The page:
As an environmental lawyer who sues cruise lines on behalf of injured passengers, I often compare modern cruise ships to floating cities. And like many of the world's cities, these leviathans continue to grow both in size and in the number of people they unleash every day on ports around the world.
The cruise line industry not only wields extraordinary power over the local port's economy but also wreaks devastation on the delicate marine environments. Currently, the City of Key West in Florida is embroiled in an epic battle of trying to preserve its unique charm both above and below the sea while attempting to accommodate the demands of larger cruise ships, which are unable to dock at Key West's antiquated Port B. Think of it as trying to park a Greyhound Bus in a spot reserved for a compact car.
For Key West to make way for the newest cruise ships, its port must be dredged, widening the depth and breadth, which according to Will Benson's compelling documentary, Silver Linings, will cost taxpayers $35 million. Publicly, a group called the Key West Committee for Responsible Tourism (KWCRT) has engaged in a battle against the pro-dredging camp, largely led by the Key West Chamber of Commerce, which represents the interests of the business owners who rely for the most part upon tourism to survive. For example, the Chamber reported that in July 2013, a total of 47,655 cruise ship passengers disembarked at Key West, which was 29.8% fewer than in July of 2012, which saw 67,874 passengers disembark. Cruise ship passengers are so important to the Chamber that in its monthly newsletter it posts the name, date, and arrival time of each ship.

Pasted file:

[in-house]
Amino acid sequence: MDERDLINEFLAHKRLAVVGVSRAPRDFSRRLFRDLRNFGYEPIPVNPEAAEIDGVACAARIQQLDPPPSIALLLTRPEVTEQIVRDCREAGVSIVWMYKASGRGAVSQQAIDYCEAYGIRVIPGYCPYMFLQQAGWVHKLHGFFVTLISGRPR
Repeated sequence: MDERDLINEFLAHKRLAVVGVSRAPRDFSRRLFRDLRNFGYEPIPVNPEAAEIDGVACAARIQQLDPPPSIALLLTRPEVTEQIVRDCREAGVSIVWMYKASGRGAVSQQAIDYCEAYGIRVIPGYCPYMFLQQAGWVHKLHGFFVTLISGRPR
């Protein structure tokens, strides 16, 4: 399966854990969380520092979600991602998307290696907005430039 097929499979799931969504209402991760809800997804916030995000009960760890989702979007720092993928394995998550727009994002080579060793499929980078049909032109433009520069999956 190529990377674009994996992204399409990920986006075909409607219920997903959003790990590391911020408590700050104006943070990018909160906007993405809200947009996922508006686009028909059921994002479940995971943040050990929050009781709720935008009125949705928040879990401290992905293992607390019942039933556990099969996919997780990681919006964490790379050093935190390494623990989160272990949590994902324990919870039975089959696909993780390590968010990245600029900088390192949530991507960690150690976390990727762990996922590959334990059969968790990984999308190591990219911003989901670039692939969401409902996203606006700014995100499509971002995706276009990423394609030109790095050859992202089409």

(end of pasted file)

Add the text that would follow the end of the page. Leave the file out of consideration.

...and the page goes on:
Probably few of us fully understand the difficulty of trying to balance preserving the historic charm of a romantic port destination with satisfying the insatiable appetite of the cruise line industry. Meanwhile, the cruise lines battle each other by building bigger and bigger ships, such as Royal Caribbean's Freedom, which offers everything from an ice skating rink and a rock climbing wall to a surfing simulator One group who does understand that delicate balance is the Venetians--who have welcomed seafaring tourists for centuries. A surprising alliance has emerged between the KWCRT and a like-minded group of Venetian activists known as the Comitato No Grandi Navi, which translates as "the Committee for No Big Ships."
On October 1, 2013, Key West's 52,526 registered voters will decide for themselves what is more important. My 14-year-old daughter Sara Rose, spent this past summer at a Sea Camp located just a few miles from the port, studying and enjoying the Key's unique marine biology. My hope is that in the future generations will still be able to experience that same natural beauty.